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Longhorn Engine

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Longhorn Engine implements a lightweight block device storage controller capable of storing the data in a number of replicas. It functions like a network RAID controller.

  1. The replicas are backed by Linux sparse files, and support efficient snapshots using differencing disks.
  2. The replicas function like a networked disk, supporting read/write operations over a network protocol.
  3. The frontend (only Open-iSCSI/tgt are supported at this moment) is a kernel driver that translates read/write operations on the Longhorn block device (mapped at /dev/longhorn/vol-name) to user-level network requests on the controller.
  4. Each Longhorn block device is backed by its own dedicated controller.
  5. The controller sychronously replicates write operations to all replicas.
  6. The controller detects faulty replicas and rebuilds replicas.
  7. The controller coordinates snapshot and backup operations.
  8. Controllers and replicas are packaged as Docker containers.

The following figure illustrates the relationship between the Longhorn block device, tgt frontend, controller, and replicas.

Overview Graphics

Building from source code


Running a controller with a single replica

The easiest way to try the Longhorn Engine is to start a controller with a single replica.

Host needs to have docker installed. Run following command to make sure:

docker info

With TGT frontend

User need to make sure the host has iscsiadm installed. Run following command to check:

iscsiadm --version

To start Longhorn Engine with an single replica, run following command:

docker run --privileged -v /dev:/host/dev -v /proc:/host/proc -v /volume \
    longhornio/longhorn-engine launch-simple-longhorn vol-name 10g tgt

That will create the device /dev/longhorn/vol-name

Running a controller with multiple replicas

In order to start Longhorn Engine with multiple replicas, you need to setup a network between replica container and controller container. Here we use Docker network feature to demostrate that:

1. Create a network named longhorn-net
docker network create --subnet= longhorn-net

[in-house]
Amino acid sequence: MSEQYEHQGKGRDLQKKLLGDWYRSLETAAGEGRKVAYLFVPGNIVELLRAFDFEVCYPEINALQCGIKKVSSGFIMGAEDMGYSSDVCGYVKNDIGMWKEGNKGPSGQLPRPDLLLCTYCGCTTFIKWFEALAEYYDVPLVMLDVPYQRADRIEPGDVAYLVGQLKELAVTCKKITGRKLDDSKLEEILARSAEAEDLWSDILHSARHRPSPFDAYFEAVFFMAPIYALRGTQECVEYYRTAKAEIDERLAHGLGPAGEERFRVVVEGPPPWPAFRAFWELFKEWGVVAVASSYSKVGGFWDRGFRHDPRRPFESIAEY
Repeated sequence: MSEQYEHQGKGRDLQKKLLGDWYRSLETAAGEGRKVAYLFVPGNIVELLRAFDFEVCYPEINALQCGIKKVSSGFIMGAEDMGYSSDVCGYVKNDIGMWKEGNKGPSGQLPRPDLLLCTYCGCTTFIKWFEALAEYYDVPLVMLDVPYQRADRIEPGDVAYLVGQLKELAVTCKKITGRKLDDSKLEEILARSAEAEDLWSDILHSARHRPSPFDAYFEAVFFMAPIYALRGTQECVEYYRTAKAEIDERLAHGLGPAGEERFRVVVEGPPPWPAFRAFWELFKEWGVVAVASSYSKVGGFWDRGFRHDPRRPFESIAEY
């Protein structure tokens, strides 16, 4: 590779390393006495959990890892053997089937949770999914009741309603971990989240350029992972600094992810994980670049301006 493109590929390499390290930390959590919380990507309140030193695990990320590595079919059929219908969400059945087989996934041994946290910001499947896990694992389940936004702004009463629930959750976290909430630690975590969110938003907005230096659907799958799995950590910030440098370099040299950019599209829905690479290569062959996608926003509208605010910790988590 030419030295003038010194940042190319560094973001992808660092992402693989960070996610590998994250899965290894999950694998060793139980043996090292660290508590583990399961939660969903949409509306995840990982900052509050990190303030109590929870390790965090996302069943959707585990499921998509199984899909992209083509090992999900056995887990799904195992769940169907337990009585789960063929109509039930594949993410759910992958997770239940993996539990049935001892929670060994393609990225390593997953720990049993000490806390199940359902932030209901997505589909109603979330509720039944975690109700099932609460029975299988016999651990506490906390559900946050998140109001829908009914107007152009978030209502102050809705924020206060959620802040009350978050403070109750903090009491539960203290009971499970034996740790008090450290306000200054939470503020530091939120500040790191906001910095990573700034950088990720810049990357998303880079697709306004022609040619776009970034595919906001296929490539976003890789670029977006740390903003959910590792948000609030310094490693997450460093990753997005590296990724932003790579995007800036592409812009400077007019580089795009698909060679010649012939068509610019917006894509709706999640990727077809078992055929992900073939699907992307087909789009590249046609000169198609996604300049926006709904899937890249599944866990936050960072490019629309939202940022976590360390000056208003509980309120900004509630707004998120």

2. Add two replicas to the network, and set their IPs to and
docker run --net longhorn-net --ip -v /volume \
    longhornio/longhorn-engine longhorn replica --listen --size 10g /volume
docker run --net longhorn-net --ip -v /volume \
    longhornio/longhorn-engine longhorn replica --listen --size 10g /volume
3. Start the controller. Take TGT for example:
docker run --net longhorn-net --privileged -v /dev:/host/dev -v /proc:/host/proc \
    longhornio/longhorn-engine longhorn controller --frontend tgt-blockdev \ 
    --replica tcp:// --replica tcp:// vol-name

Now you will have device /dev/longhorn/vol-name.

Run longhorn command

The longhorn command allows you to manage a Longhorn controller. By executing the longhorn command in the controller container, you can list replicas, add and remove replicas, take snapshots, and create backups.

$ docker exec <controller-docker-id> longhorn ls
ADDRESS               MODE CHAIN
tcp:// RW   [volume-head-000.img]
tcp:// RW   [volume-head-000.img]


Please check the main repo for the contributing guide.


Copyright (c) 2014-2019 The Longhorn Authors

Licensed under the Apache License, Version 2.0 (the "License"); you may not use this file except in compliance with the License. You may obtain a copy of the License at

Unless required by applicable law or agreed to in writing, software distributed under the License is distributed on an "AS IS" BASIS, WITHOUT WARRANTIES OR CONDITIONS OF ANY KIND, either express or implied. See the License for the specific language governing permissions and limitations under the License.